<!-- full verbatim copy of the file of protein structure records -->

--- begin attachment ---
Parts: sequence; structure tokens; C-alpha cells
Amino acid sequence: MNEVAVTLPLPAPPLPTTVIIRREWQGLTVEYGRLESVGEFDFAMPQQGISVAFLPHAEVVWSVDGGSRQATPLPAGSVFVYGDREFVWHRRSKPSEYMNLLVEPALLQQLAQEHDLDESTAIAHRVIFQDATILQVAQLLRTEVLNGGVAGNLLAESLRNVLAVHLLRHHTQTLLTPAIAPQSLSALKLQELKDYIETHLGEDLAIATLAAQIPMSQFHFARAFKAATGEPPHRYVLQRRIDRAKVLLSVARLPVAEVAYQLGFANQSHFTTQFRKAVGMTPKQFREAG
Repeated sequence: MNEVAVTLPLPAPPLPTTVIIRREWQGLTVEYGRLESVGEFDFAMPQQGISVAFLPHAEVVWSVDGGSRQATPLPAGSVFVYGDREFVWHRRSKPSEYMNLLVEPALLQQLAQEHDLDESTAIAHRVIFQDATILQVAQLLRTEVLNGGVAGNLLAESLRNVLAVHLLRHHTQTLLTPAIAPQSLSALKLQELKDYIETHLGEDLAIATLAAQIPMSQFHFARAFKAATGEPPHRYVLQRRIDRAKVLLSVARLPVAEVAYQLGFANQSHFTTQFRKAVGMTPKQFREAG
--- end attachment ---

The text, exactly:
Parts: sequence; structure tokens; C-alpha cells
Amino acid sequence: MNEVAVTLPLPAPPLPTTVIIRREWQGLTVEYGRLESVGEFDFAMPQQGISVAFLPHAEVVWSVDGGSRQATPLPAGSVFVYGDREFVWHRRSKPSEYMNLLVEPALLQQLAQEHDLDESTAIAHRVIFQDATILQVAQLLRTEVLNGGVAGNLLAESLRNVLAVHLLRHHTQTLLTPAIAPQSLSALKLQELKDYIETHLGEDLAIATLAAQIPMSQFHFARAFKAATGEPPHRYVLQRRIDRAKVLLSVARLPVAEVAYQLGFANQSHFTTQFRKAVGMTPKQFREAG
Repeated sequence: MNEVAVTLPLPAPPLPTTVIIRREWQGLTVEYGRLESVGEFDFAMPQQGISVAFLPHAEVVWSVDGGSRQATPLPAGSVFVYGDREFVWHRRSKPSEYMNLLVEPALLQQLAQEHDLDESTAIAHRVIFQDATILQVAQLLRTEVLNGGVAGNLLAESLRNVLAVHLLRHHTQTLLTPAIAPQSLSALKLQELKDYIETHLGEDLAIATLAAQIPMSQFHFARAFKAATGEPPHRYVLQRRIDRAKVLLSVARLPVAEVAYQLGFANQSHFTTQFRKAVGMTPKQFREAG